UNICEF-supported summer camps helping Syrian and Lebanese children integrate into public schools

The summer camps are part of UNICEF Lebanon’s emergency response to the influx of over 25,000 refugees from neighbouring Syria. It is estimated that 50 per cent of the refugees are children.

Silje Vik Pedersen
Children in classroom.
Kate Brooks
06 July 2012

“I was here at seven this morning because I did not want to be late for class,” said 8-year-old Razan*, looking up from her drawing book. “Here we get to read stories and learn new words, and sing and dance.”

Razan is one of 84 Syrian and Lebanese children between ages 6 and 12 who are attending the summer camp at Bar Elias Official Public School in the Bekaa Valley. It is one of 10 summer day camps held by UNICEF’s implementing partner Iqraa in the Bekaa valley and northern Lebanon. Over 400 children are participating in the five-week program.

Laughter could be heard from one of the classrooms at Bar Elias. The classroom was decorated with colourful papers and English words. The children were gathered in a circle and were mimicking their teacher’s dance moves as they sang an English song.

“Working in the summer camp is a new experience for me,” said Rania*, one of the English teachers. She has been working as a teacher for more than 11 years and normally teaches second grade with over 30 students in each class. “We only have 14 students in the day camp classes so I can work closer with the students and help them with their reading and writing. The learning material is also better, and I want to continue to use the same teaching techniques when I return back to my normal class after summer,” Rania said.


Education in emergencies

The summer camps are part of UNICEF Lebanon’s emergency response to the influx of over 25,000 refugees from neighbouring Syria. It is estimated that 50 per cent of the refugees are children; most of them are not enrolled in school due to late arrival, security fears and language barriers.

Syrian students typically do not learn a second language in elementary school, so many refugee children have difficulty integrating into the Lebanese elementary schools where English or French is used to teach mathematics and sciences. Underprivileged Lebanese children living in these areas also face the same challenge; many of these children are at risk of dropping out of school because they are unable to read Arabic or English or French. The summer day camps are therefore meant to prepare the both Syrian and Lebanese children for the following school year and to encourage the newcomers to enrol in school.

Rania and 31 other teachers have been trained by Iqraa in a balanced literacy approach, in which the teachers learn to support each child to become a better reader and writer based on the child’s skills level. “In the beginning I was very sceptical and I was telling my husband that I did not think this way of teaching would work,” said Amira*, another English teacher. “But now I see that the children are really engaged and eager to learn, and they are responding 10 times faster than with my old way of teaching.”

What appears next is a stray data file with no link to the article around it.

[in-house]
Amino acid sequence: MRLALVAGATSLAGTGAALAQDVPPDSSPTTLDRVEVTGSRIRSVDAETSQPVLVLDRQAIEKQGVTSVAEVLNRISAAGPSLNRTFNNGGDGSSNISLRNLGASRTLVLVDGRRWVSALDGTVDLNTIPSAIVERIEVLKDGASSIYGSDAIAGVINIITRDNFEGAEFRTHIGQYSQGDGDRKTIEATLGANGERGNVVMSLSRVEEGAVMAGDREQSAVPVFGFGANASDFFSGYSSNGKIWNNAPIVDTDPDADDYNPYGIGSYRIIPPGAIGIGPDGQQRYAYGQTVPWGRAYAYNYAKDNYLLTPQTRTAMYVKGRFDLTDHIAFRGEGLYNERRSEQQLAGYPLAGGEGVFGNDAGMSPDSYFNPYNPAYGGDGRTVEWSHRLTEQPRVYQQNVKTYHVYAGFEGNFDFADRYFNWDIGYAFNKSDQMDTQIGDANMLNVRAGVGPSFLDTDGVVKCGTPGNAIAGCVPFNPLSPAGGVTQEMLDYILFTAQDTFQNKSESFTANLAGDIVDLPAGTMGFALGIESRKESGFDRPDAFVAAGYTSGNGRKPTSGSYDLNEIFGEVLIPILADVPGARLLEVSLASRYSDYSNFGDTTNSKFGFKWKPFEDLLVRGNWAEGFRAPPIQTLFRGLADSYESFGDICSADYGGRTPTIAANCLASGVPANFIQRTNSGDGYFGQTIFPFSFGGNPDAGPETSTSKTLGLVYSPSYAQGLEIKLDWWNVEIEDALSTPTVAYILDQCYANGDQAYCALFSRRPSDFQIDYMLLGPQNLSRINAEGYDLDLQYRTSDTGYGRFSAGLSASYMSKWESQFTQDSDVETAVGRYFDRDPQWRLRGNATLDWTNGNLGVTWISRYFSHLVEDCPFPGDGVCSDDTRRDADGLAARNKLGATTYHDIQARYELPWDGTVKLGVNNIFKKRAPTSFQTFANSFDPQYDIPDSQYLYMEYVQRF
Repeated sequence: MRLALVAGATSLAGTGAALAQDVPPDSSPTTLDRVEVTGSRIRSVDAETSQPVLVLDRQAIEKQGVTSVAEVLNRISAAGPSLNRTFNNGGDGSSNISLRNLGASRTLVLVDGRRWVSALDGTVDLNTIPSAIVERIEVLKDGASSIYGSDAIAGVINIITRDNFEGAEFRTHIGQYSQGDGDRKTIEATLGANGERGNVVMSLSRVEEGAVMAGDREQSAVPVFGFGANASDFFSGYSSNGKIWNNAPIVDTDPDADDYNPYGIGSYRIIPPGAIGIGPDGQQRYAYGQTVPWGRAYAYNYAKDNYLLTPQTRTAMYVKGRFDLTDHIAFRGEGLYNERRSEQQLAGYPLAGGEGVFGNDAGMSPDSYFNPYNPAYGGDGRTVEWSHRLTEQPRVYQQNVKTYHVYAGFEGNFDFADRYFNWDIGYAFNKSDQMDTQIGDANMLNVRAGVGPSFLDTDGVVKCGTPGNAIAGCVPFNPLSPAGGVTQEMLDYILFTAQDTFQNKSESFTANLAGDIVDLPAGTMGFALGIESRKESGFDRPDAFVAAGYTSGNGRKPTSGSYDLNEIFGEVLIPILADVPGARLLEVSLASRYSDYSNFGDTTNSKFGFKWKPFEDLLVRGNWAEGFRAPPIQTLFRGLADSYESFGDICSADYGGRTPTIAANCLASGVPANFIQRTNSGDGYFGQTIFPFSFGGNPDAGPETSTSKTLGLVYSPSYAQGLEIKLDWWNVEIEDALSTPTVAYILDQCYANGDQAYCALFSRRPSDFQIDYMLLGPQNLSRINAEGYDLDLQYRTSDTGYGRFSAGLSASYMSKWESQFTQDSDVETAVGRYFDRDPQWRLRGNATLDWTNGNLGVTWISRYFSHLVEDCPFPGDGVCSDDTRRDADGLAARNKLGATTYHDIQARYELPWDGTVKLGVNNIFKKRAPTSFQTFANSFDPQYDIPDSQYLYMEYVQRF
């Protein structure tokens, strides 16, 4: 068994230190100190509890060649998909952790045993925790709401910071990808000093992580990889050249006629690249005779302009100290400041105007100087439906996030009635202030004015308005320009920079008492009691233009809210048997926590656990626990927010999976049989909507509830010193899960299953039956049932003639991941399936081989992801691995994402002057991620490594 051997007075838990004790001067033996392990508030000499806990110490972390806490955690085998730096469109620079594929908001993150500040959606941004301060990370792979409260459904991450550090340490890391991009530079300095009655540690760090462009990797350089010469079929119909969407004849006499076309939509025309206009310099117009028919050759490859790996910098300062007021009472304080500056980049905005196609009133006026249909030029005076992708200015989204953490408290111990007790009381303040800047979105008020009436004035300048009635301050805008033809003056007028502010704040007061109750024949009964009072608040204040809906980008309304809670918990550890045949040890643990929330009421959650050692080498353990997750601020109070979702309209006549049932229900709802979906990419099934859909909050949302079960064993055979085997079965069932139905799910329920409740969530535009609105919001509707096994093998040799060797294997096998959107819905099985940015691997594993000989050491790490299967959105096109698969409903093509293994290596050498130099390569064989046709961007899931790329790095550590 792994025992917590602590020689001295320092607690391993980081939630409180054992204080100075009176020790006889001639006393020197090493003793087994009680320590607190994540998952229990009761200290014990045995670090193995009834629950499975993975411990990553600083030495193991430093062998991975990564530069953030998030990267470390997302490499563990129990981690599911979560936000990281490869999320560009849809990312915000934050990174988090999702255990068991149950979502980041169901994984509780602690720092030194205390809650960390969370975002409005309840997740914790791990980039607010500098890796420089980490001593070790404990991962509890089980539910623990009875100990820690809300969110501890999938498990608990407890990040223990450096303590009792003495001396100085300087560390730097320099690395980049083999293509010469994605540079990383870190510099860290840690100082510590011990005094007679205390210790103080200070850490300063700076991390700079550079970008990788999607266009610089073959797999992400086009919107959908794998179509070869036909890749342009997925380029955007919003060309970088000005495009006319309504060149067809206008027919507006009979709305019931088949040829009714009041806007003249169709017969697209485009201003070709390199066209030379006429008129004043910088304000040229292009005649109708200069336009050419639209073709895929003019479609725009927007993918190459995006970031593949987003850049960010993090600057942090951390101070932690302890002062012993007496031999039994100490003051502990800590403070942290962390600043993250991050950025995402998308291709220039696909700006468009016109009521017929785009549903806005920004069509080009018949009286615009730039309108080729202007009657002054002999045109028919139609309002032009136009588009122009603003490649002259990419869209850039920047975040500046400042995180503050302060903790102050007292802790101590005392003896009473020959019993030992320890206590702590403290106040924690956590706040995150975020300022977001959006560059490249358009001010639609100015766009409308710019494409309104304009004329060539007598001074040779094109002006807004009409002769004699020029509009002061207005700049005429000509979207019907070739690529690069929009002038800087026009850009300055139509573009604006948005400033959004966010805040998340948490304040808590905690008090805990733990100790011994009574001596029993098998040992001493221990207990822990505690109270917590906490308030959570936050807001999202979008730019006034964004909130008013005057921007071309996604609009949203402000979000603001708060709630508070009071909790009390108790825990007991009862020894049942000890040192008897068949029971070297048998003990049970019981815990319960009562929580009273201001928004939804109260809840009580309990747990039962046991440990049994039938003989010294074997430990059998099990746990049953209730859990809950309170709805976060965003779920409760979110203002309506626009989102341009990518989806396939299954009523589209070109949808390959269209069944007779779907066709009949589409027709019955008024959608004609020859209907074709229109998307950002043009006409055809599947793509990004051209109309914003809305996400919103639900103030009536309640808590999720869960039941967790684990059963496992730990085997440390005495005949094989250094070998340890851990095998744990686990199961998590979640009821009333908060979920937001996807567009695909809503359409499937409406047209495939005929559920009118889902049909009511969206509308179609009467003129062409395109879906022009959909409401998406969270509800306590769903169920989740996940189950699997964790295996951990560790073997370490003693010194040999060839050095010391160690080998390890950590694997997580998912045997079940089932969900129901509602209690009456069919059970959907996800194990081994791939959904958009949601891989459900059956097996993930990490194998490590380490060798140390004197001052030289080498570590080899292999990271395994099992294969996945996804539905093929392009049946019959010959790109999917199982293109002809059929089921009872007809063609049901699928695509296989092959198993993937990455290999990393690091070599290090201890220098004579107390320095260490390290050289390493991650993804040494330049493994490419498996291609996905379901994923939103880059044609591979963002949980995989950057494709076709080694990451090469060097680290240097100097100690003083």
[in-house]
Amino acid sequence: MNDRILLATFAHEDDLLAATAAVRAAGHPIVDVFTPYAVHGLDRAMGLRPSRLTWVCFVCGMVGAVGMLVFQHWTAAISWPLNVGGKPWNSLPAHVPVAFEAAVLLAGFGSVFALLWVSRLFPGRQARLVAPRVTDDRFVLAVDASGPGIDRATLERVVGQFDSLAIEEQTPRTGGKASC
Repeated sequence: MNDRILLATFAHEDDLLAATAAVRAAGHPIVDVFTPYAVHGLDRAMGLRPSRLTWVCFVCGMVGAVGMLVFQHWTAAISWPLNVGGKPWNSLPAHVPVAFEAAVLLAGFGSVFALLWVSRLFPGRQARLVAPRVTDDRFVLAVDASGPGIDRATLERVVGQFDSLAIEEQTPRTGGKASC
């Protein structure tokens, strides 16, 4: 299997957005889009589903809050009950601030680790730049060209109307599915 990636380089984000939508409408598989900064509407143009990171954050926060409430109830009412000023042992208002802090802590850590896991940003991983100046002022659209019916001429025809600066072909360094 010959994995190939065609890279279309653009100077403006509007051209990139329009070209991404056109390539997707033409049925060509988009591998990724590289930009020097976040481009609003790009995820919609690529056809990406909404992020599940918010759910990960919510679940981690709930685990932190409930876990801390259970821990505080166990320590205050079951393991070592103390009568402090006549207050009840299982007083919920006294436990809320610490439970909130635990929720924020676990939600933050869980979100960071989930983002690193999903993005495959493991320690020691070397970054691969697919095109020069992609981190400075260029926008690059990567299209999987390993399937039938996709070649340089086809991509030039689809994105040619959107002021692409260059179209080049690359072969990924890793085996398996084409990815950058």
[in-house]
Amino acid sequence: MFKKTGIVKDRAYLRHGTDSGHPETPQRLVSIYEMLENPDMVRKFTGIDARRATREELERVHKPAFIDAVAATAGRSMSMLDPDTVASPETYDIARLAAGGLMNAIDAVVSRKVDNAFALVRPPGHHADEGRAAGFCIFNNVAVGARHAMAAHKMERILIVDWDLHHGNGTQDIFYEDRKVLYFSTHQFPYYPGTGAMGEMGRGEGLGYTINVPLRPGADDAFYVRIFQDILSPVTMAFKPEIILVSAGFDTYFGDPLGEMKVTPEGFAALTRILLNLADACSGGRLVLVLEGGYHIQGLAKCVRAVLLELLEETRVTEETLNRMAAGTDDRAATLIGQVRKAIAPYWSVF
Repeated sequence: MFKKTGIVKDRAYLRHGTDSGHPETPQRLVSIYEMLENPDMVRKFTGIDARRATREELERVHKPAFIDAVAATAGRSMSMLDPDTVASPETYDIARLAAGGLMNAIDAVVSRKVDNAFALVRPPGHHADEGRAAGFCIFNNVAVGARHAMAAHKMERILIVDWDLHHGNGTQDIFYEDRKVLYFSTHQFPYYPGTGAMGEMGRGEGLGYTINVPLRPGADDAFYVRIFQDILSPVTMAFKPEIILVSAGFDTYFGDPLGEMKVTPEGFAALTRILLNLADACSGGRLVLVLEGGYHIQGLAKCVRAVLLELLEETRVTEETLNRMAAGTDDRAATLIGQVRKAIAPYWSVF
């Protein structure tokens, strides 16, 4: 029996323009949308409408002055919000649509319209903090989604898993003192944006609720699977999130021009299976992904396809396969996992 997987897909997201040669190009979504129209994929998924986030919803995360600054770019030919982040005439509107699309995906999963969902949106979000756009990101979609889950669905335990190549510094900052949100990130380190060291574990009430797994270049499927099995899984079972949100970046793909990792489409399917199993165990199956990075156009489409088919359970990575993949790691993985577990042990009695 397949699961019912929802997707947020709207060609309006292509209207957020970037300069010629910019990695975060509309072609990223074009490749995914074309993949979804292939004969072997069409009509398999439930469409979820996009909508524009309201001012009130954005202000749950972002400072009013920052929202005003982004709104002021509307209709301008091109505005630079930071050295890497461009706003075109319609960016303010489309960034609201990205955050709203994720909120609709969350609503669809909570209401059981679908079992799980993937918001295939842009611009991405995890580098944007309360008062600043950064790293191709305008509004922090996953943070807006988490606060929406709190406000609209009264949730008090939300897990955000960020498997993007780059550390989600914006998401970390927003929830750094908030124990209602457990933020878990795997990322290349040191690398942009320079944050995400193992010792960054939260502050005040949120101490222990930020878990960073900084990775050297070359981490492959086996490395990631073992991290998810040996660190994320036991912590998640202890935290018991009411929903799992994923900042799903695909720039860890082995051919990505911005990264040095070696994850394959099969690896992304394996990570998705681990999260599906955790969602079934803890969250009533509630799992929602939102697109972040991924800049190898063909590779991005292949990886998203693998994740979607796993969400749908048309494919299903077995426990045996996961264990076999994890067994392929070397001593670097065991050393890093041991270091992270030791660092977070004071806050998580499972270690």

UNICEF’s long experience in disasters and conflict has demonstrated that returning children to school as quickly as possible is one of the most valuable emergency interventions that can take place. Schools provide children with a sense of normalcy that is crucial to the psychological well-being of children under psychological stress. Many of the Syrian refugee children witnessed violence and continue to experience fear. It is therefore important that they be integrated into the Lebanese public schools system; the summer day camp programme will prepare them for this.

Children in classroom.
Kate Brooks

Parental involvement

The summer day camps are not just meant to engage the children. It is equally important to engage the parents and caregivers. Some Syrian parents consider their presence in Lebanon a temporary measure and have therefore not enrolled their children in school.

“Keeping the parents updated on the progress of their children gives them a sense of involvement as they are able to share the joy of their children when they have succeeded with their reading or writing,” said Amina. “We see that the parents are really enjoying being part of the meetings and that they are eager to discuss with each other their children’s enthusiasm for getting up in the morning and for reading books at home. Many parents also ask the teachers what they have done to the children to change them in such a short period of time.”

The summer camp is over for today and the children are playing ball while waiting for the bus that will take them home. “I learned a new word today,” said 6-year-old Mona. “I made a new friend,” said Rami, 7. “I can’t wait for the classes tomorrow,” said 8-year-old Huda. “Then we will learn the letter ‘e’.” The children then run off to the bus, eager to come back again tomorrow to learn more. *Names have been changed to protect identities.